10½ ways patent attorneys in europe can make themselves more attractive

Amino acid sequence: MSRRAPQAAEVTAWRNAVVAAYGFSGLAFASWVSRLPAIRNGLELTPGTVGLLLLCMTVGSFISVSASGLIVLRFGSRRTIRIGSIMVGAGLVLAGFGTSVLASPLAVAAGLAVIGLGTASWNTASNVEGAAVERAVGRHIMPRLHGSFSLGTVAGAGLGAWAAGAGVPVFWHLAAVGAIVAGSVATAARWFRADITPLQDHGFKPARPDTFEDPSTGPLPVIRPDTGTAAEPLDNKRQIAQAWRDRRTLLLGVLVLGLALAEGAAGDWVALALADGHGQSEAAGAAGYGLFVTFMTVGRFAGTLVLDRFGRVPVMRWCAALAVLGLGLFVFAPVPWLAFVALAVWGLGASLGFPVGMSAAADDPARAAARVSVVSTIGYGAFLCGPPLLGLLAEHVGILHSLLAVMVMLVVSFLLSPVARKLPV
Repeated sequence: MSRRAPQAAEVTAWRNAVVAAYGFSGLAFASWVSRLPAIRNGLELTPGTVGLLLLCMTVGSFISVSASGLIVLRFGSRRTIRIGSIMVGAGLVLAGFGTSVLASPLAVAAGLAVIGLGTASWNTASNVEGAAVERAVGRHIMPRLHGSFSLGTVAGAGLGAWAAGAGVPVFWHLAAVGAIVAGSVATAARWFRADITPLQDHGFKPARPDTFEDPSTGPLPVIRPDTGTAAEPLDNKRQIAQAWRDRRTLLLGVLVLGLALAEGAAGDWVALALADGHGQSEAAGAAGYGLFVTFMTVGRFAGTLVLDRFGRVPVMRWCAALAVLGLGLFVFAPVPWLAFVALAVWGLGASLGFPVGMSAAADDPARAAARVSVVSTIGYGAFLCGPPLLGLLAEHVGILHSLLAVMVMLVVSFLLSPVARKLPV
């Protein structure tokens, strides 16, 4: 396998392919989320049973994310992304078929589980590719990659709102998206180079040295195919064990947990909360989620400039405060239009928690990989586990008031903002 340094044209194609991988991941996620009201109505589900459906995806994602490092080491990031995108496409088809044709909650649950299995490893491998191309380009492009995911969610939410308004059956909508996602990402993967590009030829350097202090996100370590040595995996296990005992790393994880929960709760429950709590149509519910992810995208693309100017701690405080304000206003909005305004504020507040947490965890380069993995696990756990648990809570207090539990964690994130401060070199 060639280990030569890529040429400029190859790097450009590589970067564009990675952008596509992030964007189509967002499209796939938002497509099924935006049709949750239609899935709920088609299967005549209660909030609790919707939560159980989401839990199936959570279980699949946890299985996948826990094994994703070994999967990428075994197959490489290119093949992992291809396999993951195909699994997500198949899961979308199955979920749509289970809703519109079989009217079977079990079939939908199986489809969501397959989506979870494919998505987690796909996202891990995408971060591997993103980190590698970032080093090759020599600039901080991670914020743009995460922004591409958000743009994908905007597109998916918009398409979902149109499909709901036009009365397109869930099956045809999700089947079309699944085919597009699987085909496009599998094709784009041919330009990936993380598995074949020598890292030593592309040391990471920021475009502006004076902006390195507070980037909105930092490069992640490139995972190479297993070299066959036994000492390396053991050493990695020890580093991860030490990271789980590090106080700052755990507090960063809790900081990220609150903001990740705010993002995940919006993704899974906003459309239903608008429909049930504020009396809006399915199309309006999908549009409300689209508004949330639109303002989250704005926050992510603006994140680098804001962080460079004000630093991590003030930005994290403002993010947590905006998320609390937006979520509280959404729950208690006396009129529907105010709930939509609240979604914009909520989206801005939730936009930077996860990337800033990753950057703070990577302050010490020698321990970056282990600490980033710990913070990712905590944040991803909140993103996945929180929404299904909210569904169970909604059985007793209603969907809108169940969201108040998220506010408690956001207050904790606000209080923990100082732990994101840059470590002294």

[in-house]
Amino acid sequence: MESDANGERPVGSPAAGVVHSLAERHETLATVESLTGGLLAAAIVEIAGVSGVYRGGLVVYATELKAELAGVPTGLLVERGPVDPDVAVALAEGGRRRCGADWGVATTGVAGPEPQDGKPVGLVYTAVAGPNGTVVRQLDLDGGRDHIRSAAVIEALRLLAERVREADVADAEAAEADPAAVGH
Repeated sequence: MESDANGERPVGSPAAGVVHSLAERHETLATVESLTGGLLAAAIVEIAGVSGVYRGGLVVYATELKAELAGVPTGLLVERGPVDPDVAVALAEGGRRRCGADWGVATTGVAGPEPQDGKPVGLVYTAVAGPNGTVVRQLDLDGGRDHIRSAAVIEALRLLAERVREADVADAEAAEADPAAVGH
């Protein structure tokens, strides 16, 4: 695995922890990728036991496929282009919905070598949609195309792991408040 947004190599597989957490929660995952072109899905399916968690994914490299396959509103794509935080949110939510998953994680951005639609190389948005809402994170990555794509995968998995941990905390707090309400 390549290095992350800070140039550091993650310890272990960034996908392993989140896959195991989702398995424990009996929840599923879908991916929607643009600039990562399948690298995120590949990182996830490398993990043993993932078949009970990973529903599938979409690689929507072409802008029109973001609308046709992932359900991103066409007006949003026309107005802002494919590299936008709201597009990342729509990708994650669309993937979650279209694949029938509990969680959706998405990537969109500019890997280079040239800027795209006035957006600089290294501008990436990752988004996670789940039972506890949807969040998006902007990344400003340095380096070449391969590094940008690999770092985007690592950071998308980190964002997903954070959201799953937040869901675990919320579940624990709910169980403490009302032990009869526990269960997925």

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<ul><li><p>10 ways patent attorneys in </p><p>Europe can make themselves more attractive to new </p><p>clients and new overseas </p><p>associates </p><p>www.tenandahalf.co.uk </p></li><li><p>As a European patent or trade mark attorney, how will this special report help you? In the past patent and trade mark attorneys have been able to get by on technical expertise and reputation alone. This is no longer the case. Competition, not only domestically but from all over the world, means attorneys now have to work harder than ever to win new business and keep the clients they already have. In order to achieve growth, smarter firms now need to place more emphasis on how they present themselves in print, in person and online. To give you some ideas as to how you could make your firm more attractive to new clients and overseas associates, we would like to share some of the approaches we have developed alongside the UKs leading patent and trade mark practices. By reading this report you will find out: 1. How to give your firms marketing a thorough health check 2. How to create an effective marketing plan the easy way 3. How to choose the marketing activities that suit you best 4. How to package your firms story 5. How to tell your story better 6. How to be sure an English speaking audience really understands your firm and your offer 7. How you can increase the success your marketing generates by being a bit more focused 8. How to structure your overseas travel so it generates more work 9. How to use insight from your current clients and associates to win more work 10. How to measure the success of and return from your marketing 10. The most important part how to put your plans into action? </p></li><li><p> 1. Give your marketing a thorough health check Before you work out where you want to be, its essential you work out where you are today. When was the last time you sat down and looked in detail at the way you market your firm? More importantly, when was the last time you sat down and really looked at how successful your marketing is? The types of questions you should be asking yourself include: What are your commercial objectives? What are you doing that works? What do you do well? Where do you need to improve? What activities do you need to add? What resources do you have available? What other resources do you need access to? This can be a time consuming process and will eat up a lot of expensive partner time. Sometimes it may be more efficient to ask someone with a lot of experience in auditing patent and trade mark firms to help. The three main benefits of utilising external experience are: You can use partner time more profitably Taking up partner time with marketing and planning meetings is not profitable. Using an external partner to audit your firm and create the right plan for your firm means you can do what you do best looking after your clients and winning new work </p><p> You can take advantage of best best practice An experienced external partner gives you unlimited access to the legal industrys best practices. This will improve the way you market and give you new ideas that are already proven to work which means you avoid unwanted and costly trial and error You will see improvements to your bottom line immediately A comprehensive audit will allow you to cut out activities that cost a lot (both in terms of cost and time) and deliver little. This will immediately make your marketing more effective and more cost-effective </p><p>2. Create an effective marketing plan the easy way While some still see the creation of a marketing plan as a difficult task, its actually extremely easy. In real terms there are only three things you can (or should want to) do: 1. Win more new clients </p><p> 2. Win more work from your existing clients </p><p> 3. Win more work from your overseas associates </p><p> If you would like a more detailed article on how to write an effective personal marketing plan, please email douglas@tenandahalf.co.uk and he will send you a copy of an article recently published in The Patent Lawyer magazine. </p></li><li><p> 3. Choose the right activities We are yet to meet a patent attorney who joined the profession to be a marketer but the ability to market is essential if you want your firm to keep growing and remain competitive. Marketing will never be your main priority and may not be an activity with which you are completely comfortable. However, having worked with a large number of patent and trade mark firms, we have learned it is not always the concept of marketing thats uncomfortable but the individual activities involved. During the planning stage its important to look at which activities work and which you could be using and then align them to the skills and personalities you have available. In very generals terms there are (unsurprisingly given the authors of this report!) 10 activities wed recommend: 1. Dont sell, drink coffee Dont sell, instead just spend time with people and build relationships 2. Participate in events Speaking slots reach everyone; just attending conferences wont 3. Follow up (quickly) after you meet someone Make sure you get in touch and agree next steps 4. Get articles published Not in what you read, in what your clients read 5. Saw this &amp; thought of you Send out articles of interest. Its ad-hoc marketing with a truly personal touch </p><p>6. Have a referral strategy Know what </p><p>you want from who, work out where to meet then ask for what you want 7. Gather case studies Adding them to everything you produce or present brings your story to life 8. Use LinkedIn little &amp; often 10 minutes a week will keep you visible 9. Ask for testimonials Then use them. They will persuade in ways marketing copy never will 10. Let Google do the work Add fresh blogs, reports and articles to your site 10 . Have the confidence to focus on what youre good at and take action! And remember, no one person will be able or expected to do everything on this list. The trick is to work out who is happiest where and make sure the majority of activities on the list are being implemented across your team. </p></li><li><p>4. What is your story? The way you tell your story (what your firm is, what it does and why it does it well) is what will help draw prospective clients and associates towards you. More importantly, it is what will convince them to work with you once they have found you. Once you decide upon your story, you have to have consistency everyone needs to tell the same story every time they interact with your contacts whether thats in person, in print or online. The traditional model is to concentrate on: The services your firm provides The expertise your attorneys have in specific scientific fields The history of your firm and the number of partners and other attorneys and paralegals you have Our response would be so what? How do details like this help you stand out from your competition? How will this style of factual reporting actually make people stop and think thats the firm I want to work with? Instead your story your value proposition should be based around what you really offer, around what people will get for themselves if they were to work with you. You should be thinking about things like: Service How do you deliver your services to make your clients experience of working with you as easy as possible? Likemindedness What do you have in common that will help you build an effective, open working relationship? </p><p> Likeability and co-operation People like to like the people they work with. How do you communicate the personalities of your firm and your attorneys? Strategic input What can you offer a client over and above filing, protection and litigation skills? How can you use your experience of helping similar organisations to improve your clients business? It is often easier to build your proposition with someone outside the firm; someone who understands exactly what the buyers of IP services want from their attorneys and someone with the marketing experience to package your story in a way that shows you can meet those requirements. </p><p>5. How do you tell your story better? Looking at the websites of professional service firms it is fair to say few tell their story well. Most concentrate on themselves, listing facts and figures about partners and offices, occasionally mentioning sectors or clients but often as an afterthought. This is not interesting for the reader and it will not engage an audience in the way you want it to. Here are three golden rules to improve the way you tell your story: Its you not we Write for the reader not the writer. Make sure you are addressing your audience personally and that the content benefits them and doesnt just list facts about your firm and your attorneys. Use the right language Most of your clients possess an understanding of the terms used in intellectual property protection but theyre not experts. Remember to speak clearly using everyday language rather than legal jargon. Also if youre writing for or speaking to a specific sector, use relevant reference points and include the vocabulary and terminology that sector employs. You will immediately be more credible. </p></li><li><p> Employing a professional copywriter is not expensive. Given the potential wins (and losses) that hang on the first impressions your prospective clients or associates will form on arriving at your website, is it an expense you can afford to ignore? </p><p>7. Increased focus; increased success When you are marketing do you have clear targets? Without applying focus it becomes very difficult to find, never mind win, new clients. Once you know which areas you want to target, you can work backwards and identify the events your prospective clients attend, the publications they read, the websites they use and the associations they belong to. Once you have that information, your marketing will immediately become more effective. Better still, as you will have worked out and packaged your story, you will have something powerful, attractive and relevant to say them. But what are the criteria you can use to focus your new client acquisition? In the most basic terms they will be the industries/sectors you have most experience in and the geography your office or offices can service without sacrificing the highest level of client care. When it comes to identifying new potential overseas associates you may want to look at the size of firms or the types of clients they typically serve or the types of patents they file. You may also want to look at the path less travelled. Try new cities and new areas that may not already have hundreds of attorneys asking to meet local firms. </p><p> Benefits, benefits, benefits People will only react to what youre telling them if they can clearly see what is in it for them, how they will benefit from employing your services. Every time you come up with a fact, ask yourself so what? What does it mean for your audience? In general terms you want to show you can save your clients time, money or trouble. In intellectual property you have the perfect benefit if your clients arent protected they could stand to lose market share, revenue or even their business. An external perspective on your key strengths and attributes will allow you to create a strong story you can use consistently in person, in print and online to make you more attractive to prospective clients and boost your profile in key areas. </p><p>6. How can you be sure an English speaking audience really understands your offer? This is where you may need some help. Your website will either be a prospective clients first point of contact or the first tool they use to validate what youve told them about your firm at a recent meeting. If the copy is awkward, stilted and clichd you will undo all your good work up to that point. Having sharp, focused copy will underline your credibility and position you ahead of your competitors. The other thing to remember is that your ability to express yourself clearly, effectively and professionally will reassure prospective clients and associates that you are the people they will be able to trust with the preparation of filings and legal actions. </p></li><li><p>8. Apply a bit more structure to overseas trips Overseas travel is probably the most expensive part of any patent firms marketing budget. Whether the expenditure relates to attending traditional gatherings like INTA or AIPPI, sector specific conferences or good old fashioned sales trips to see key agents and direct clients based abroad, overseas travel remains an essential component to any successful international marketing strategy. However, do you know what return your travel budget actually generates? More importantly, do you know which types of trips generate the highest level of return? And by extension which could you drop, thereby saving you valuable time and costs in the process? In these tough times it is essential you concentrate on the activities you know work and maximize the volume of work attorneys get from overseas agents. Fail to prepare and you prepare to fail may sound like a clich but like all clichs it only gained popularity because its true and that truth is never as apparent as when it is applied to overseas travel. Too many trips are still decided upon at the last minute, or equally as worryingly, agreed well in advance but not organized until the last minute. If you are to start maximizing the return from your overseas trips, the focus has to be shifted from thinking about the trip in terms of the time youre away and start thinking about the trip as the mid-point of a six month campaign. . </p><p> This diagram is designed to show how to structure that 6-month campaign but if you would like a more detailed article on how to organise overseas travel so that it delivers a higher level of return, please email douglas@tenandahalf.co.uk and he will send you a copy of an article originally published in The Patent Lawyer magazine. </p><p>9. If you want to know how to sell something ask the people who buy it If you look at the worlds most successful brands you will immediately see they place huge stock in finding out what their clients think, what their clients want and where their clients think they need to improve. For some reason patent and trade mark attorneys are often reticent about openly asking their clients for feedback </p></li><li><p> The truth is undertaking a formal client review programme pays dividends in so many ways. You will uncover additional fee earning opportunities One of our clients tells us all the time that the richest source of new business this firm has is visiting our clients. Thats right; not referrers, not direct mail, not sponsorship, events, seminars or networking direct...</p></li></ul>